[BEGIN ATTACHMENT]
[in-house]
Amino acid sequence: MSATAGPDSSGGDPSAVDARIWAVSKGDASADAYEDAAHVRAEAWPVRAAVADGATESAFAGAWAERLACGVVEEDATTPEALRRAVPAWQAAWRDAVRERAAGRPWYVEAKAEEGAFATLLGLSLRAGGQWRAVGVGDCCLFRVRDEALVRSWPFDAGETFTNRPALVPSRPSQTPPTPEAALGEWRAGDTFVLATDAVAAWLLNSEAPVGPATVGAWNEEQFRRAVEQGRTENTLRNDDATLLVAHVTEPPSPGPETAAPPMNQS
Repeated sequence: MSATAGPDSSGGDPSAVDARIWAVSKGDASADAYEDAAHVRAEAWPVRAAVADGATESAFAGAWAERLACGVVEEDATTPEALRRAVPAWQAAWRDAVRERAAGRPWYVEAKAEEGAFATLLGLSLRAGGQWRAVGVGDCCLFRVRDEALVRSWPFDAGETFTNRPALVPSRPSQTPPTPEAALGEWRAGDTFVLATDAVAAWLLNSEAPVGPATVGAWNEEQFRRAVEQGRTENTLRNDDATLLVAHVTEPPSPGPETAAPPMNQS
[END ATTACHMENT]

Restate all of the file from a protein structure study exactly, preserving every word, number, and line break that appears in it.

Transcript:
[in-house]
Amino acid sequence: MSATAGPDSSGGDPSAVDARIWAVSKGDASADAYEDAAHVRAEAWPVRAAVADGATESAFAGAWAERLACGVVEEDATTPEALRRAVPAWQAAWRDAVRERAAGRPWYVEAKAEEGAFATLLGLSLRAGGQWRAVGVGDCCLFRVRDEALVRSWPFDAGETFTNRPALVPSRPSQTPPTPEAALGEWRAGDTFVLATDAVAAWLLNSEAPVGPATVGAWNEEQFRRAVEQGRTENTLRNDDATLLVAHVTEPPSPGPETAAPPMNQS
Repeated sequence: MSATAGPDSSGGDPSAVDARIWAVSKGDASADAYEDAAHVRAEAWPVRAAVADGATESAFAGAWAERLACGVVEEDATTPEALRRAVPAWQAAWRDAVRERAAGRPWYVEAKAEEGAFATLLGLSLRAGGQWRAVGVGDCCLFRVRDEALVRSWPFDAGETFTNRPALVPSRPSQTPPTPEAALGEWRAGDTFVLATDAVAAWLLNSEAPVGPATVGAWNEEQFRRAVEQGRTENTLRNDDATLLVAHVTEPPSPGPETAAPPMNQS